South Land Park memorial: A community mourns
San Francisco native Alvin Smith on Friday sat in the front row of the West Sacramento Center for Spiritual Awareness as he looked at a poster bearing a picture of his daughter, 45-year-old Angelique “Angel” Vasquez.
Placed a few feet away, similar photographs of her smiling children – 11-year old Alvin and 14-year-old Mia – and her 21-year-old niece Ashley Coleman stood on the stage.
“Everybody is beautiful and that’s mostly what’s keeping me together,” Smith said Friday. “I haven’t really wrapped my mind around what has happened.”
Smith was one of about 150 people who attended the memorial service for the four victims found dead last month in their 35th Avenue home by Sacramento police.
Smith was joined by several employees of the California Employment Development Department, who worked with Vasquez in the 11 years she was employed at the department. Coworkers spoke of Vasquez’s energetic attitude and love for her children during the ceremony. A group of Mia’s friends wore black shirts with her name printed on them in her honor.
“We came as family, as friends, as a community and as a village to celebrate their walk on this earth,” said Tynya Beverly, a minister at the center and former EDD employee who worked with Vasquez until her retirement 1 1/2 years ago.
The eldest of the victims, Vasquez was born in San Francisco in 1971. She began working at the California Employment Development Department in the disability insurance branch in 2006 before accepting a promotion as a personnel technician five years later.
Alicia McIntyre, who said she worked in the same EDD office with Vasquez, told attendees of Vasquez’s joking nature.
“Anybody that knows Angelique knows that there’s many layers to Angelique,” she said. “She’s loud, she’s crazy but she loves everybody.”
McIntyre said Vasquez talked about her children often at work. Both were known as athletes who were well-liked among their friends. Mia Vasquez was an eighth-grader at Sam Brannan Middle School, where she was a goalkeeper for the school’s soccer team. She was also a talented violinist, a ceremony program said.
Alvin, who was in fifth grade, went to John Cabrillo Elementary School and enjoyed playing basketball. Classmates told teachers his favorite basketball player was Stephen Curry of the Golden State Warriors.
Sam Brannan Middle School principal Enrique Flores said he first met Mia when she began attending the school in the middle of her seventh-grade year. He said though Mia was never sent to his office to speak to him, he did remember watching she and her brother greet each other every day after school. Flores said Alvin would wait on the campus until Mia got out of class.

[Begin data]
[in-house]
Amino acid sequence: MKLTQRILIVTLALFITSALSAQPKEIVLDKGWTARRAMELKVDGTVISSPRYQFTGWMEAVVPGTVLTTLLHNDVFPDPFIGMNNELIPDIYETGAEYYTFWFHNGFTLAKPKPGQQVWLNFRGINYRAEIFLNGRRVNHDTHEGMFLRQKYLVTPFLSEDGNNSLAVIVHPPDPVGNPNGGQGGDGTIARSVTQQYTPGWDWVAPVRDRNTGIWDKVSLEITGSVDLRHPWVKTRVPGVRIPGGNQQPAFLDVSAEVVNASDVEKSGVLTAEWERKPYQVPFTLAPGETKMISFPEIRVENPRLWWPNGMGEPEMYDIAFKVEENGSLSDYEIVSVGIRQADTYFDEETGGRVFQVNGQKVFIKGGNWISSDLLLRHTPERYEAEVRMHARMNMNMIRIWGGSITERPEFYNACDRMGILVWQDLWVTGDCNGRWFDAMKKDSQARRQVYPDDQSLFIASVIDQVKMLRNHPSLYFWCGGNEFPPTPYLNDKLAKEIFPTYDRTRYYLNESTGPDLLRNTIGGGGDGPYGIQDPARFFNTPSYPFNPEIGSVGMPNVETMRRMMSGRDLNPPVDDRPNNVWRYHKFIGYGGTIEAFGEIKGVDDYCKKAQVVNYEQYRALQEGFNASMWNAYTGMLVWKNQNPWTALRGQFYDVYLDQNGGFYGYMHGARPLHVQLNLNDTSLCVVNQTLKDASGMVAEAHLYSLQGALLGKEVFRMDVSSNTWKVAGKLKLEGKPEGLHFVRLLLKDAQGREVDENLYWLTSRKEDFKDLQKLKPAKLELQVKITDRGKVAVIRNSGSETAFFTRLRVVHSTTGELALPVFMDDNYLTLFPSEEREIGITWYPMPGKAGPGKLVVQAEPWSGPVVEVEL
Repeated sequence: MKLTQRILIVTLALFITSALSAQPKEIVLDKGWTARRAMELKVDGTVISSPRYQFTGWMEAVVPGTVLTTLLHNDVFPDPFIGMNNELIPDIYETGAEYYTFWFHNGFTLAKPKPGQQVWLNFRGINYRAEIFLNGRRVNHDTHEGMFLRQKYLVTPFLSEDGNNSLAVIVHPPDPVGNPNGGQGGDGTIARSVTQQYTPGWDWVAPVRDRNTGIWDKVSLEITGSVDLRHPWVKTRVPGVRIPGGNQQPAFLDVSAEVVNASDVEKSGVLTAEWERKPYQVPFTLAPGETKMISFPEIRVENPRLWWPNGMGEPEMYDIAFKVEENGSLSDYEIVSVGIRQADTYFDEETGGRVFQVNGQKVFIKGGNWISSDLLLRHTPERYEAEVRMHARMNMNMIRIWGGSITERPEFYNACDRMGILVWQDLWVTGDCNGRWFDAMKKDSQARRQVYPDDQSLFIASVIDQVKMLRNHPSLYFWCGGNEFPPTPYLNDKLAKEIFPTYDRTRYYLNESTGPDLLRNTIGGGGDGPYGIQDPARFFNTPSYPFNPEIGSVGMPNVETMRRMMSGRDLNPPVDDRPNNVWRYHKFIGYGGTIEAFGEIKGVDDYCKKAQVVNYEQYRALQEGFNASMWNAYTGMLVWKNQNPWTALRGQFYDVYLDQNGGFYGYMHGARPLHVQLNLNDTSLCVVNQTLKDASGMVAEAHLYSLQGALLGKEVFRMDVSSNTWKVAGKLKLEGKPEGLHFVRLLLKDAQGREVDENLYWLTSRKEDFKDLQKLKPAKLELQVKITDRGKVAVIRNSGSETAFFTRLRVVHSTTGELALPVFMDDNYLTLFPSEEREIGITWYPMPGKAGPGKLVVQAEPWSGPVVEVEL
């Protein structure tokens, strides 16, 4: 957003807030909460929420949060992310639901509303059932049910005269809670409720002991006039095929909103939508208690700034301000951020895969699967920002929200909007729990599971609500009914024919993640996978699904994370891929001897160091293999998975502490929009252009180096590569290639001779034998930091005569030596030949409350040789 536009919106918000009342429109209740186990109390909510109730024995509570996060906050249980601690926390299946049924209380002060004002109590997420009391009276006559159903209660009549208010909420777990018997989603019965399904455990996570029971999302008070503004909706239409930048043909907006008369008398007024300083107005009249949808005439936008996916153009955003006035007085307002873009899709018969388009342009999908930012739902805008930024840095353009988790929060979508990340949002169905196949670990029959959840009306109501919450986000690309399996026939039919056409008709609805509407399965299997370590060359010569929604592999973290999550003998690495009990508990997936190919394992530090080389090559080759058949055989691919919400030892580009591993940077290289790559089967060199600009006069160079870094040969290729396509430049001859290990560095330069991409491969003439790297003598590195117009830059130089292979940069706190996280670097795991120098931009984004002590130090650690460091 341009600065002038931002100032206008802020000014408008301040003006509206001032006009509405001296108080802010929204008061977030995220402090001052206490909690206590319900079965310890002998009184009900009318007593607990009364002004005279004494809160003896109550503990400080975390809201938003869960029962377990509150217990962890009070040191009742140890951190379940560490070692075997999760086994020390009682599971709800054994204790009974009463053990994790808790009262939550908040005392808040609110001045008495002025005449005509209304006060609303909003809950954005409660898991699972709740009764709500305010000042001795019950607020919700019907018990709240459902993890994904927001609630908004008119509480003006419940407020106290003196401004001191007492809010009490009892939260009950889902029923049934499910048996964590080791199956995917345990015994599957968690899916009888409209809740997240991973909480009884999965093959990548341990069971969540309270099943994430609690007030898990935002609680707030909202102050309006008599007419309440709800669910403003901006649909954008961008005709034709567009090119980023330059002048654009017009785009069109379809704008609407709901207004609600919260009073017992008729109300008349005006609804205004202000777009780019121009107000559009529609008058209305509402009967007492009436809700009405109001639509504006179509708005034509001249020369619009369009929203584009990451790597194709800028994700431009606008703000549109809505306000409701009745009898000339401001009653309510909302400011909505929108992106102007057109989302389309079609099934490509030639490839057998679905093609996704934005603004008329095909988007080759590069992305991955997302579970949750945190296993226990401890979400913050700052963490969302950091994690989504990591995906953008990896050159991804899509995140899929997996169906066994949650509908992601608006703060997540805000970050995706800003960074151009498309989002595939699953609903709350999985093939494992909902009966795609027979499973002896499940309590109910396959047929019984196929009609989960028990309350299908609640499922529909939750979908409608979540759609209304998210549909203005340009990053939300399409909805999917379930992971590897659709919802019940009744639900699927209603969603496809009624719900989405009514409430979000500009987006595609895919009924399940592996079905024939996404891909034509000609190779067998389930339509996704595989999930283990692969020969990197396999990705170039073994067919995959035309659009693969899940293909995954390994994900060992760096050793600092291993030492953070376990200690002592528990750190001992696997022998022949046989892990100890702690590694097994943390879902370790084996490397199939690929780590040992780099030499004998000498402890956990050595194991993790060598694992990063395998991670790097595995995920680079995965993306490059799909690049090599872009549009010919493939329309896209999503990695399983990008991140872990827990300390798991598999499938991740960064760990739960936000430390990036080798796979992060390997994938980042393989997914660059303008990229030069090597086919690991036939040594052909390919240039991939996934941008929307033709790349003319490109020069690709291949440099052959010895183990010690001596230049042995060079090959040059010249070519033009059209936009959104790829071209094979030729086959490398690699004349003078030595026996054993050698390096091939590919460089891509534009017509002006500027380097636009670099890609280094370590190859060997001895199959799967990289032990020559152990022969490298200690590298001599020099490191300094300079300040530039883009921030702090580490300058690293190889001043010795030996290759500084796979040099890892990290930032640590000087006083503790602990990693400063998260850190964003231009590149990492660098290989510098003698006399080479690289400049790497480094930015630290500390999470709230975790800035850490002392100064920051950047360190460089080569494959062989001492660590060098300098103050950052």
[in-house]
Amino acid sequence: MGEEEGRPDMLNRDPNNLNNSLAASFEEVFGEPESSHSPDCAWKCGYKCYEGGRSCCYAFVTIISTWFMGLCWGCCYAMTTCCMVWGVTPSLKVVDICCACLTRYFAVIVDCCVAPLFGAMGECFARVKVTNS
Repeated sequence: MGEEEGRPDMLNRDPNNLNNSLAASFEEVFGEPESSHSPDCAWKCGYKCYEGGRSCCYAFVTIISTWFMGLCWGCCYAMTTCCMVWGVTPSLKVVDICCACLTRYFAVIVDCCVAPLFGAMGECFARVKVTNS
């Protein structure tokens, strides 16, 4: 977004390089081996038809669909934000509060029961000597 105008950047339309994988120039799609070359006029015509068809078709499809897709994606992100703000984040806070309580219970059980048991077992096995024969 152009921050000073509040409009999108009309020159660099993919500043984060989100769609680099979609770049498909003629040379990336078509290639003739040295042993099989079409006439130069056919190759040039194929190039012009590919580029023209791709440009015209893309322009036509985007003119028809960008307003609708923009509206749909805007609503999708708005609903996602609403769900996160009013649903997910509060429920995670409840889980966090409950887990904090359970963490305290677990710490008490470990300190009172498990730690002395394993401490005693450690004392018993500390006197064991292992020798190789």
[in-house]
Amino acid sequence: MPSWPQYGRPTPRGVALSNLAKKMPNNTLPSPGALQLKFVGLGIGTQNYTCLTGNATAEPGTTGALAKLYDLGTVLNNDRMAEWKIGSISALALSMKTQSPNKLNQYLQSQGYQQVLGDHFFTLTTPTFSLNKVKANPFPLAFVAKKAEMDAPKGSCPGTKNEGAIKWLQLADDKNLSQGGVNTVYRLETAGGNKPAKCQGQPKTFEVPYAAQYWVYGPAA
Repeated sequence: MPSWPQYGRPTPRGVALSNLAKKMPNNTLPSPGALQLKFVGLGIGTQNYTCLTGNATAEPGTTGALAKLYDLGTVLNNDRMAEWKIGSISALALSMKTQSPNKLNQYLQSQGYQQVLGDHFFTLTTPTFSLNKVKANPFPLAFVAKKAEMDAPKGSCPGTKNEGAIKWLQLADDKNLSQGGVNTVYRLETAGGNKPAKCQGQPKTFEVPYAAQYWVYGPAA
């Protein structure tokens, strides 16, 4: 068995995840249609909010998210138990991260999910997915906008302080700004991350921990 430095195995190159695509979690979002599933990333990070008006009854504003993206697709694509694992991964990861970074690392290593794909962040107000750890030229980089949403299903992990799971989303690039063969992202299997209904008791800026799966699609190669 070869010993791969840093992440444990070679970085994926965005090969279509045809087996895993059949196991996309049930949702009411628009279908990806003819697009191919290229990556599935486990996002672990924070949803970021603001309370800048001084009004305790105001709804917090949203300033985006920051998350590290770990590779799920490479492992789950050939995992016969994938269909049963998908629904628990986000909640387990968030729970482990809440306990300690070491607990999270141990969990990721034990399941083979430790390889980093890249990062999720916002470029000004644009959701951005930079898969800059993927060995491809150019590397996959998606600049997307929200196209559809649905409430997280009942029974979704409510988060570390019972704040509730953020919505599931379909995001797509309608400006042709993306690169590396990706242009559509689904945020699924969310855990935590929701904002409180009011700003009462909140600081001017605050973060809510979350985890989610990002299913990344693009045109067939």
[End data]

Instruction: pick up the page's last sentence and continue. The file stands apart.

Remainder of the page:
“They were always so friendly,” Flores said. “He was always so genuinely happy to see her.”
Coleman, like her aunt, was also born in San Francisco. She was about to begin vocational training as a veterinarian assistant this month.
The ceremony was held just more than two weeks after the four were found dead in their South Land Park home. Officers were sent there after receiving a call from someone in the Bay Area who said a relative had come to his home early March 23 and confessed to something horrific. The caller said he had not seen the relative in a long time and only knew he lived Sacramento but did not have an address.
Police announced they had detained a man in connection to the quadruple homicide in San Francisco later that morning. Salvador Vasquez-Oliva, 56, was booked into the Sacramento County Main Jail early the next day on four counts of murder.
A Sacramento County marriage license shows Vasquez-Oliva and Vasquez wed in June 2002 in San Francisco. The couple are listed as the parents of Mia and Alvin Vasquez in Sacramento County birth certificates.
Vasquez-Oliva was hired as an office technician for the California Employment Development Department in 2012, department officials said.
Law Enforcement Chaplaincy of Sacramento held a respectful removal of memorial items left in front of the 35th Avenue home Thursday night ahead of Friday’s ceremony.
Alphonso Flowers, a pastor at the House of Prayer Tabernacle of Worship and Praise in south Sacramento who worked with Vasquez the past five years, closed the ceremony by encouraging family, friends and coworkers of the family to support one another.
“Our EDD office is really tight knit,” he said after the memorial. “She was well loved.”
A funeral service for Vasquez, her children and niece is scheduled April 22 in Daly City.